There’s more to Dutch beer than Heineken, as we reveal.
Think beer, think Dutch and the chances are you’ll think Heineken. Think Heineken and almost certainly you’ll think lager.
Heineken is the second-biggest brewer in the world. They have more than half the Dutch beer market. But there are many more breweries in the Netherlands than those in the Heineken group.
Lager is a foreign drink. So don’t say lager, say pils. While some nine of every ten glasses of beer drunk is pils, there’s much more on offer than that.
What is Dutch beer?
So what is Dutch beer? Pils would seem to fit the bill, and with its overwhelming domination of the beer market this can’t be denied. But strictly speaking, pils cannot be called an original Dutch beer, coming from the pilsner beers that started being brewed in the mid-19th century in Pilzen.
As with much of the rest of the world, pils took over the Dutch beer market, so much so that as it developed its own style and characteristics gradually other beer styles were pushed out of existence or, at best, into a niche market.
History of Dutch beer
Before pils there were top-fermented beers and a brewing tradition going back to the Middle Ages and earlier. The first brewers’ guild dates from 1367 in Dordrecht. At this time hops weren’t even used but Gruit, a mixture of herbs added to the beer both for taste and to conserve it. Hops came from Germany via the Hansiatic League, and everyone, including children, was drinking a litre or more a day. Well, it was safer than water!
By 1870, as more pils was being brewed, there were 559 breweries in the Netherlands. Fifty years later the number was still in three figures but a 100 years after that it was down to 22 – and this would decrease to just a handful. Luckily 20 years ago saw the revival of interest in beer and, following the example in England, micro-breweries started to open. Currently there are about 50 in the country.
With this has come the brewing of other classic beer styles of the world as well as the revival of some forgotten Dutch beers. Bokbier was one of the first to benefit. A style adapted from, and taking its name from, Einbeck in Germany, this was traditionally the first brew of the new season after the summer closedown. A darker and stronger brew, it was a seasonal beer available from the beginning of October. Bit by the 1980s many breweries had given up on it and the few that did often made it available only in bottle.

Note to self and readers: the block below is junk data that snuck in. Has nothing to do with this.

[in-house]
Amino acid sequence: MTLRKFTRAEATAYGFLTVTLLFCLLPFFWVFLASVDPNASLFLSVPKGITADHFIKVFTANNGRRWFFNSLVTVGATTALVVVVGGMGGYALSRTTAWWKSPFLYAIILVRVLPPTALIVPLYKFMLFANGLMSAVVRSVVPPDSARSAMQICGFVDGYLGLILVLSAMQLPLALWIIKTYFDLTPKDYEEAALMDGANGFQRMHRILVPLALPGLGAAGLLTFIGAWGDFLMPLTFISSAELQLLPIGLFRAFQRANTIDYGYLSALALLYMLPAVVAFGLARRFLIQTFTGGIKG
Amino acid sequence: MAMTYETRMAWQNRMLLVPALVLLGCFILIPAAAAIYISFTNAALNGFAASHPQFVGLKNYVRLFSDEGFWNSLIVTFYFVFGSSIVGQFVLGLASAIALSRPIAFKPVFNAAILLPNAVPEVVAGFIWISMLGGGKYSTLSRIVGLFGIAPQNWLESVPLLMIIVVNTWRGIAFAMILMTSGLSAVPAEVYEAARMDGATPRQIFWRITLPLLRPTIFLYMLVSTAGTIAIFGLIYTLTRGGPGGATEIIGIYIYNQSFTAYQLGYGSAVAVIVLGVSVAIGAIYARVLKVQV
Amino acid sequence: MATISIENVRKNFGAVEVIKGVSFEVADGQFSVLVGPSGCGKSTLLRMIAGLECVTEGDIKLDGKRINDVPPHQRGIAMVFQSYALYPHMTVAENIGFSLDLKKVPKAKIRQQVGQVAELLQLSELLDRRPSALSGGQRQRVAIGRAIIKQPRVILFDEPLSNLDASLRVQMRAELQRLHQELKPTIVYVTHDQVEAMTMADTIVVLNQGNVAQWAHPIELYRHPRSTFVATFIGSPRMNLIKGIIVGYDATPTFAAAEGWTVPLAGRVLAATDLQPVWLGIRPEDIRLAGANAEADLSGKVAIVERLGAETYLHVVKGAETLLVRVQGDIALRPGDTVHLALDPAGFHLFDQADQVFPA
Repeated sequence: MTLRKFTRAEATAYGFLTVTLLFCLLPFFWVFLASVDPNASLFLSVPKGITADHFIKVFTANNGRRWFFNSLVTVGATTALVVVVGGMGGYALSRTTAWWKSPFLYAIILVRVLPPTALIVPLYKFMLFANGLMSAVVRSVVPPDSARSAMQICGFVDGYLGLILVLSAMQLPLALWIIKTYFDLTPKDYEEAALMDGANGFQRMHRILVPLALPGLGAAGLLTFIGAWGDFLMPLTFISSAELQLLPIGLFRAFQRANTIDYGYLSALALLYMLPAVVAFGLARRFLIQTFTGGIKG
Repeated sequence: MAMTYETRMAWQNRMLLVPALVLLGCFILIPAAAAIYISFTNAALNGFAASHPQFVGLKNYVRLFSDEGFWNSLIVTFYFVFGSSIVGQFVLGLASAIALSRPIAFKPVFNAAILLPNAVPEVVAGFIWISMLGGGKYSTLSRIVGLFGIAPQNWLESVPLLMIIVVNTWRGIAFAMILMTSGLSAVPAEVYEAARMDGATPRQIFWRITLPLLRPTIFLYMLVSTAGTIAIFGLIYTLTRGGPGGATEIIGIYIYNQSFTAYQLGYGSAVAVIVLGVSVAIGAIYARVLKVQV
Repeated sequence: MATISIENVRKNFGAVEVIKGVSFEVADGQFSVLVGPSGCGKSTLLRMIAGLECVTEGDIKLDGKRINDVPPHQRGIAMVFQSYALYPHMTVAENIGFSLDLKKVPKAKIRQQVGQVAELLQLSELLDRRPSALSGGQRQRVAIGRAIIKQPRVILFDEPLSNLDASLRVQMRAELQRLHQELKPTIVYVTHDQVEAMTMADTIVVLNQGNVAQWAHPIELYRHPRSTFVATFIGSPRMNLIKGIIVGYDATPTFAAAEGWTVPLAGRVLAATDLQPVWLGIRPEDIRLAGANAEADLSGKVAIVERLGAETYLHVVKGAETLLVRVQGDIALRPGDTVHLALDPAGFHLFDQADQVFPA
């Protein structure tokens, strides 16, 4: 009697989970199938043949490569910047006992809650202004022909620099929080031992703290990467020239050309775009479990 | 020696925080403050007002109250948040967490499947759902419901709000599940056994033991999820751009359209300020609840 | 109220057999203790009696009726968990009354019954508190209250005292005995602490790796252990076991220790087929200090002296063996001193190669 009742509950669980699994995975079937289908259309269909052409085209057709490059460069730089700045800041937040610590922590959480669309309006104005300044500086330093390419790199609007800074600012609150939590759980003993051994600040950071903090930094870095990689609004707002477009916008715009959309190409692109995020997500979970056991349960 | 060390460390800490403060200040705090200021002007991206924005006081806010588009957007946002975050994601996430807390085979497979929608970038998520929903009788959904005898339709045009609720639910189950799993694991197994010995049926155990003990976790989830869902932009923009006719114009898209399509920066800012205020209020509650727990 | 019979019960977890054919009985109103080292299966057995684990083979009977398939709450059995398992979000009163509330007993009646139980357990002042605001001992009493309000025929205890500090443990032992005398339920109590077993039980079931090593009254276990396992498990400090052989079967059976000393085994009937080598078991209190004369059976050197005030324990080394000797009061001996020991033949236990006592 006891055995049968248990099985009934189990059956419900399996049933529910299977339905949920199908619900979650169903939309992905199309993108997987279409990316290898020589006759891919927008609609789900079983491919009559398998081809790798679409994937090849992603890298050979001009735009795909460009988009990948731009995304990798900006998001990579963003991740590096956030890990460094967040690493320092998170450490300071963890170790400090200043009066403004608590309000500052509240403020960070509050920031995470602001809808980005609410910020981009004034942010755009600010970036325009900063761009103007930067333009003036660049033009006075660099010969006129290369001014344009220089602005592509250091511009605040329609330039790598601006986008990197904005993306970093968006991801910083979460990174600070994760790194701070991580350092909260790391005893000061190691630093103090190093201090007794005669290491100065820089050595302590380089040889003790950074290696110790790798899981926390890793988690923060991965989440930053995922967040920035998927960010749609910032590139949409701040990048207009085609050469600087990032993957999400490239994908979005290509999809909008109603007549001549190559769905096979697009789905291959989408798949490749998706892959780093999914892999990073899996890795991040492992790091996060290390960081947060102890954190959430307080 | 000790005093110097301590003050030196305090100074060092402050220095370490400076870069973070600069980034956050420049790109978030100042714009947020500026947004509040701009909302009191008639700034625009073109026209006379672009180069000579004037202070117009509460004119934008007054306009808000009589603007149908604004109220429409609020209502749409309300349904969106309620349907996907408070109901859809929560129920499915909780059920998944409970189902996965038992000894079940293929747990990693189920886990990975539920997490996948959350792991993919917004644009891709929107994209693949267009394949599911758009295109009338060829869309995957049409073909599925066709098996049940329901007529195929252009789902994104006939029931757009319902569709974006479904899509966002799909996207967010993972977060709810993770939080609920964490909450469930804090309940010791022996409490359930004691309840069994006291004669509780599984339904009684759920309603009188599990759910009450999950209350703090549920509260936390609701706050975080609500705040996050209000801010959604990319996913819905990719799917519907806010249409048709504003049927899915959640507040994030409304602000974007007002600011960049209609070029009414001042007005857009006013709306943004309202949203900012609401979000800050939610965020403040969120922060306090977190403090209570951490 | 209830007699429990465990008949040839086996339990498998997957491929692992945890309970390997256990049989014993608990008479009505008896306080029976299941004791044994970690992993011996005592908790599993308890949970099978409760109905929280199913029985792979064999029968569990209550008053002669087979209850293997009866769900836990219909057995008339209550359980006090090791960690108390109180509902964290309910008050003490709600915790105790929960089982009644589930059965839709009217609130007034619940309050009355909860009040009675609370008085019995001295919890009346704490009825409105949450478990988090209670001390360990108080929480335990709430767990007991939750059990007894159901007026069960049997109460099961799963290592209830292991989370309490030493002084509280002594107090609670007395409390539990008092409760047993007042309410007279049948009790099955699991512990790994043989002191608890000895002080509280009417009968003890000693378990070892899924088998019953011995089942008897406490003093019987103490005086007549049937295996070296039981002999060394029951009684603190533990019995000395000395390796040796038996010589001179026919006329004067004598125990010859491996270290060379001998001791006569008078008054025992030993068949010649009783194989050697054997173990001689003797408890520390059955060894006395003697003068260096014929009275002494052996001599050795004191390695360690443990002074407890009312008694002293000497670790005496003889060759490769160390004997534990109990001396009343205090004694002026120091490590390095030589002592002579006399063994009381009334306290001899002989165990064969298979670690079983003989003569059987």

Now every brewery is proudly producing its own Bokbier again, often draught as well as bottled and frequently top-fermented. The best chance to sample them alongside each other is at the annual Bokbier festival in October.
Other styles of Dutch beer
The other Dutch beer style that can be said to have survived is Oud Bruin. Typically Dutch, it is derived from pils. Sweetened and coloured with caramel it is relatively low in alcohol (2.5–3.5%) and particularly popular in Limburg and among the elderly.
Then there is Van Vollenhoven’s Stout. It is a moot point if one beer can qualify as a style but this rather individual stout with a characteristic roasted malt and well-hopped flavor has survived many years despite being part of Heineken (the name is from a brewery they took over). It’s well worth seeking out.
Not to be forgotten is De Koningshoeven, also known as De Schaapskooi, the one and only Dutch Trappist brewery. People often think of the Trappist breweries as being Belgian. Most of them are, but one is most definitely Dutch. It’s in Brabant, close to Tilburg.
La Trappe Blond (replacing the enkel), Dubbel, Tripel and the seasonal Quadrupel are all worth trying. It’s now part of the larger Bavaria brewery, but this change in ownership should not affect the traditional Trappist beers. It’s worth keeping a close watch on what happens, however.
Then there are the large variety of new beer styles being brewed, Witbiers, Blonds, Dubbels, Tripels, Meibocks, a variety of seasonal beers, revived styles such as Mestreechs Aajt from the Gulpener Brewery and Jopen in Haarlem, which is bringing back a variety beers formerly brewed there such as Hoppenbier, Koyt and Adriaan.
But those will have to wait until the second round.
Where to go for Dutch beer
In the meantime, you can always go out and start sampling for yourself. There are plenty of places, and the two micro-breweries in Amsterdam both incorporate cafés.
Brouwhuis Maximiliaan is at Klovenierburgwal 6-8, open daily except Tuesdays from 12pm, and Brouwerij ‘t IJ is under the windmill in the old bathhouse at Funenkade 9. The Proeflokaal is open Wednesday to Sunday, 3pm to 8pm.
However, if you want to find beers from all Dutch breweries in one spot, then try ‘t Arendsnest. It’s the first cafe with only Dutch beers and at least one from every brewery. It is open daily, except Monday, from 3pm.
And should you want to take some home to sample try De Bierkoning at Paleisstraat 125.
Guy Thornton is a member of the British Guild of Beer Writers, Belgium Association of Journalists and the North American Beer Writers Guild.